Stocks started November on an upbeat note, with the S&P 500 closing at a new record to cap a fourth week of gains. Regarding market catalysts, three was the magic number: progress in China—United States trade talks, a third 25-basis point interest-rate cut from the Federal Reserve and a Friday job report that beat expectations.
The jobs data suggested the U.S. may be in a so-called “Goldilocks” economy: strong enough to ease recession fears, but not strong enough to heighten fears of inflation. Market sentiment lifted, and volatility eased after an upswing on Thursday. Asian and European bourses were down or flat for the week.
Investors also bought bonds, satisfied with Fed reassurances that rate cuts were on hold and hikes probably distant. The yield on the ten-year U.S. Treasury fell through the week, but closed up at 1.73%. Oil prices declined, whereas gold prices rose. The U.S. dollar fell against a basket of major currencies.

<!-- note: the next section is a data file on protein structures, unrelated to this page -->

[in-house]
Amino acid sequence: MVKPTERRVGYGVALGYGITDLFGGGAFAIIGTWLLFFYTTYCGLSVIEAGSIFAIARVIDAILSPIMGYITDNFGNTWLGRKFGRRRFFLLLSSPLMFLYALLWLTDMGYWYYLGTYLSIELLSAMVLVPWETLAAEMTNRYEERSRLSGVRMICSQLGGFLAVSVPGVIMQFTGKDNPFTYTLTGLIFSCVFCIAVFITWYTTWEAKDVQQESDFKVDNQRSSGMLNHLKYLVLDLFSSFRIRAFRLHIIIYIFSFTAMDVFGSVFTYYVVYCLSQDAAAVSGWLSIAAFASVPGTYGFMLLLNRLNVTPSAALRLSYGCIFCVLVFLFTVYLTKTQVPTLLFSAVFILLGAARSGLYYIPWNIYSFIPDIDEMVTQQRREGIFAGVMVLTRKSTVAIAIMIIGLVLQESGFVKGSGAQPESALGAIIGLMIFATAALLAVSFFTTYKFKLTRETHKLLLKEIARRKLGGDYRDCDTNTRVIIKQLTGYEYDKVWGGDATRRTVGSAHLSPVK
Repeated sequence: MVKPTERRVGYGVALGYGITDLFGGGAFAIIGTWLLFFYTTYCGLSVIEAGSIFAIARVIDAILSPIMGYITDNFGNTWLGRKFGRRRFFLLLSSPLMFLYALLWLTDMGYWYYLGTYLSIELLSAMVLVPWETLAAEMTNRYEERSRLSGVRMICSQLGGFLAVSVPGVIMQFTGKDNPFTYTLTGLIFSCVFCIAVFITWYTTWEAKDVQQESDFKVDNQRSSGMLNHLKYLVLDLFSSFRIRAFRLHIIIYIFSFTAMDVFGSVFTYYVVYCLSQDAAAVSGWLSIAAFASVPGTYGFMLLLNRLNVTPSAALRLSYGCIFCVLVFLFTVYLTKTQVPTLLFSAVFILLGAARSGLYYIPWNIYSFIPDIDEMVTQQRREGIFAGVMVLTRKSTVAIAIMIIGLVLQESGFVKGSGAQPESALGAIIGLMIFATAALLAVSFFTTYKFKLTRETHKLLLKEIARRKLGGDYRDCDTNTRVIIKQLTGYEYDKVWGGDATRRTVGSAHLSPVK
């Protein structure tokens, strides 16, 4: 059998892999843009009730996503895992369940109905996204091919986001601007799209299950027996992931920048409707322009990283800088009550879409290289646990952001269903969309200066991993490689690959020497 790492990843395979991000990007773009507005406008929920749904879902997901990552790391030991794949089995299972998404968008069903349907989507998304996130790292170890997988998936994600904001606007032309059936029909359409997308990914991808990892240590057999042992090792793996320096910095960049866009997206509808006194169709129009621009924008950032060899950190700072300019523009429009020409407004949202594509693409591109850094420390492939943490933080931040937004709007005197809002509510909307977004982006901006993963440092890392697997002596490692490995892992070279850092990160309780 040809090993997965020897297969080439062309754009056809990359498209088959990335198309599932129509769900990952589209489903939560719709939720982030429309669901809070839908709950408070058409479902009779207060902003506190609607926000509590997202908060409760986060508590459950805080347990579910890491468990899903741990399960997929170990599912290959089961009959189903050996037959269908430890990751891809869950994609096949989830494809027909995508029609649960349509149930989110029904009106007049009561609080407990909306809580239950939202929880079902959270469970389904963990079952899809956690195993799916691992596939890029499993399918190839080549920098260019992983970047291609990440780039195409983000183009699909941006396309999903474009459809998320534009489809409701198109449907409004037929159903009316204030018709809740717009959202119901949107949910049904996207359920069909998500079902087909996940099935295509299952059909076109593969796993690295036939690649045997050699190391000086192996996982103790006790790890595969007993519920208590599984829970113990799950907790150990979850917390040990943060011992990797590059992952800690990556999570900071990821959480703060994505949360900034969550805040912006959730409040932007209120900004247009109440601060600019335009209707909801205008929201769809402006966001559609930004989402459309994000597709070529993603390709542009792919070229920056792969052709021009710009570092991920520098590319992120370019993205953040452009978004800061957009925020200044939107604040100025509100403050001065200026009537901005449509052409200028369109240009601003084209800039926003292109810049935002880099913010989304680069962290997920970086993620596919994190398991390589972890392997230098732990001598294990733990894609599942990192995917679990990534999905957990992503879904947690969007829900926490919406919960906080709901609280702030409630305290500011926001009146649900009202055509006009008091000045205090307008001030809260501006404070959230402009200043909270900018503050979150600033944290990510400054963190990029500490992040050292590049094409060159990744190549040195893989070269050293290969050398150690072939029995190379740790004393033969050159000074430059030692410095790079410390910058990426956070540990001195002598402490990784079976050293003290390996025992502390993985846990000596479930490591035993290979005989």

With 71.2% of S&P 500 companies reporting third-quarter results, 75.8% have exceeded earnings per share expectations, while 59.2% have beaten revenue expectations. As of November 1, 2019, Refinitiv estimated the S&P 500’s third-quarter earnings growth rate at -0.8% and its 12-month forward P/E ratio at 17.5. Cooper Tire, General Motors and Spotify Technology impressed, whereas Deutsche Bank, Shopify and YUM! Brands disappointed.
October nonfarm payrolls rose by 128,000 jobs, well ahead of estimates for 89,500 despite the strike at GM. Unemployment rose slightly to 3.6%; labor force participation ticked up to 63.3%. Average hourly earnings increased 0.2% up from 0.0% in September.
October manufacturing data disappointed: ISM manufacturing read 48.3, up from September’s 47.8; final Markit manufacturing PMI ticked down to 51.3, still above September’s 51.1 reading; Chicago PMI fell to 43.2. China’s official PMIs contracted for the sixth straight month.
Third quarter U.S. GDP logged a 1.9% annual rate versus 2Q19’s 2.0% pace. Personal consumption expenditures rose 2.9% but investment in structures and equipment saw the sharpest decrease in three years.
The National Association of Realtors said September pending home sales rose 1.5%, suggesting sales could rise in coming months.